Last year we decided it was time to downsize since both kids had graduated and were working and living 6 hours away in Kitchener. In November 2014 we took possession of a new home in a new neighbourhood in the west end of the Ottawa region. There were lots of things we liked about the neighbourhood, and I especially liked that Bell was deploying FTTH through the entire neighbourhood. Rogers was bringing fibre to the overall neighbourhood, but each house was getting the usual coax copper line. In an odd way that was good for us, because while FTTH at the moment is not opened up to 3rd party Internet providers like Start and TekSavvy, I knew we'd be able to get Internet from just about any ISP over that coax line.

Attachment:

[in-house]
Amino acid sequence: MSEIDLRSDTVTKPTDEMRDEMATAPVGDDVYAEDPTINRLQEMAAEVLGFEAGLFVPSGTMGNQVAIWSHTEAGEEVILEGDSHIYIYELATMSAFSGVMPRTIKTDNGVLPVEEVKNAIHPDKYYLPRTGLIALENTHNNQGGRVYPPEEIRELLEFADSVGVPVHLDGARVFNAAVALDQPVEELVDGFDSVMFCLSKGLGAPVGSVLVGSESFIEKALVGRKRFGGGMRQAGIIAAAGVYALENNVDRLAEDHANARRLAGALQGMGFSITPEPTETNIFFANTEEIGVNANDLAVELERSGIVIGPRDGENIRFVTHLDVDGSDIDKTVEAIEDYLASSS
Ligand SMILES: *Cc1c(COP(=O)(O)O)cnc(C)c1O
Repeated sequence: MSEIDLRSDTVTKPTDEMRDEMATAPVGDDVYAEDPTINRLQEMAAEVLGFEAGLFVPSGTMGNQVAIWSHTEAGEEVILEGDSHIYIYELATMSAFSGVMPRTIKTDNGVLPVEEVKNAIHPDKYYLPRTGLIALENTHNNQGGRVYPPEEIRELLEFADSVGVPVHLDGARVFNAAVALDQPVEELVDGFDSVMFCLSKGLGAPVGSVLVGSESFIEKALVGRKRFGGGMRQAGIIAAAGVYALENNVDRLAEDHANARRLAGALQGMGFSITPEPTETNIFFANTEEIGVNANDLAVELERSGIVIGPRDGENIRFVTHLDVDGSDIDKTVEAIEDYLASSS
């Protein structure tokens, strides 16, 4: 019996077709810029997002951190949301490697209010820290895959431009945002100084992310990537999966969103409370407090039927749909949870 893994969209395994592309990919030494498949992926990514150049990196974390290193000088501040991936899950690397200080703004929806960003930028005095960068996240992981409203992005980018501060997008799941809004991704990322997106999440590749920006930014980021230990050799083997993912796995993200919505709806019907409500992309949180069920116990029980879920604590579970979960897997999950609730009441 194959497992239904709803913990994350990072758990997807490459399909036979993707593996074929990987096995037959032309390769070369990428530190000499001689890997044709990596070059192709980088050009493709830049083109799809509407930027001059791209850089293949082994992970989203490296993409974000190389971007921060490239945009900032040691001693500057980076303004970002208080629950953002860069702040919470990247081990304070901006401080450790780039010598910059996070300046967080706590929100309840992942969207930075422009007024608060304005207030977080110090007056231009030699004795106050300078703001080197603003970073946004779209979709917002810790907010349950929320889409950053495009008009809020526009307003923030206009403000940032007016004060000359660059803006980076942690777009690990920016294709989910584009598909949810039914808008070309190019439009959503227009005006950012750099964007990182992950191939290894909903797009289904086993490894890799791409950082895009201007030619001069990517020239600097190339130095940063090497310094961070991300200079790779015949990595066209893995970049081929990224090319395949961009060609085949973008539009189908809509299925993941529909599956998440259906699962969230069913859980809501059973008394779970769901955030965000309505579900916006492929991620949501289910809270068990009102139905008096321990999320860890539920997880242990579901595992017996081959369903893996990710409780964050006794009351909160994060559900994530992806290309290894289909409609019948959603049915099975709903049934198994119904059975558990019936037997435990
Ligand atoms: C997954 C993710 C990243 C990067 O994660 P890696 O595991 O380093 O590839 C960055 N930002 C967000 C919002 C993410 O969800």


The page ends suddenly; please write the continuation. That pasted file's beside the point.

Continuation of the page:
Being a new neighbourhood, both Bell and Rogers offer sweetheart deals to home buyers via the builders - 6 months of free TV, Internet, and home phone. Being a cord cutter who uses VoIP for our home phone, I didn't really care about anything other than the Internet connection, but free is free so I took Bell up on their offer so I could see if FTTH was everything it was cracked up to be. I was a little nervous about setting up an account with one of the incumbents given how difficult they've been to deal with in the past, but the pain of having to deal with them to cancel service was 6 months away so I figured I had plenty of time to shop for deals and psych myself up for the painful call to customer service. In fact I was planning on doing that in the next couple of days since we're nearing the 5 month anniversary and I was told to make any changes before we start our 6th month of service. My 45 minutes in the dentist chair yesterday will probably be an order of magnitude more enjoyable than the call to cancel.